Where did the week go? Don’t care. It’s Friday!A mattress for you:And a low, tight bun! Victory!What was supposed to be a five-mile run turned into a seven-mile run because I got lost. Thank you to all the strangers who stopped and help point me back in the right direction.
Where were all the DC runners last night, you ask?
Escaping the heat and partying here, of course.Ireland’s Four Courts hosted us for another superb happy hour. Drinks, chicken fingers, and lots of training talk. I wouldn’t have it any other way.Even though Anthony isn’t running marathons anymore, he still loves to come chat with all the crazy marathoners, half-marathoners, and ultrarunners that flock to the DC Road Runners club.Speaking of Anthony. Because it’s Friday and we all love a good batch of oversharing on the internet, let’s talk about running and relationships. I’ve written a bit about this before, but running has played a notable role in our relationship — good and bad! It’s one of the hobbies we first shared together and has taught us some big lessons.
There are a lot of good things about being in a relationship and being a marathon runner. First, if your partner is a runner, you have a training buddy. Anthony’s always been a runner — sometimes a marathoner, more recently a casual five-miler — which means that he’s usually up to join me for 2-20 miles. Second, you have a race day fan. Third, you have training support. Anthony encourages me to go out for my runs and helps me stay cool about training, overtraining, dealing with injuries, failures, etc. He’s always ready to listen to me list off each split time for a track workout or help me analyze each moment of a race or allow me to eat all of the bread, coffee, and gatorade in his apartment.
But of course, there are some struggles too. The biggest being time! Making time to run a ton of miles, working a 9-6 job, and being in a relationship can be difficult. Over the years we’ve learned a couple tricks to help best juggle our schedules, running, and our relationship:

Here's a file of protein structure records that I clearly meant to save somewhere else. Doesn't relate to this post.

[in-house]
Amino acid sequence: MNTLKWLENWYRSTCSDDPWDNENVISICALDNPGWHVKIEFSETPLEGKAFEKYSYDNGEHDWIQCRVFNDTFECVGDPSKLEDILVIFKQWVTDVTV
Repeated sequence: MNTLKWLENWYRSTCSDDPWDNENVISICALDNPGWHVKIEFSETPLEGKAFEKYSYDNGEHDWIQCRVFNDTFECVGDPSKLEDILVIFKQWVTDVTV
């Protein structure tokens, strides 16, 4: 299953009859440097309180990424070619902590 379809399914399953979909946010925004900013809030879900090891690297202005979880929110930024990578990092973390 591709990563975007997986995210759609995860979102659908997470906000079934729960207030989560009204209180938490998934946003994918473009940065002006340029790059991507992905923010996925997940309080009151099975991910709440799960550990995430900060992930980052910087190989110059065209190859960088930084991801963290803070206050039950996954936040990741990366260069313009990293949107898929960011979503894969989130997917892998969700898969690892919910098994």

- Run in the morning. Getting your workout over and done with first thing leaves the rest of your day free. That way, if a dinner date is on the schedule, or we just want to hang out together after a long day, there’s nothing interfering with our time together.
- Add some routine to your weekends. I’ve been doing long runs on Saturdays since the day Anthony and I met — which means that there’s really never any question about what I’m doing Saturday morning. Anthony also joined a rugby league that meets on Saturday morning, so we’re both on the same page when it comes to planning our weekends. We’re cool with calling it early on Friday night, and waking up to a nice 6 a.m. alarm the next day.
- Turn off the TV. When we are home together and sit down for dinner, we usually keep the TV off and have an actual conversation. It’s magical. Of course this rule can be bent on Mondays because that’s when The Bachelorette is on.
- Train together. Like I noted, it’s a beautiful thing when the person you love and the hobby you love come together into a single event.
- Skip or reschedule a workout. In the end, running will never love me back like Anthony does. And running isn’t a person. So, at times, it’s best to take a break from your running relationship and make time for your real relationship instead.
And THAT is all of the oversharing I have for you today. Have a great one!
- What’s your secret to balancing training and a relationship?
- How many “lost miles” have you ever racked up on a run? (I think mine was 7 extra miles?
- What are you MOST looking forward to this weekend?
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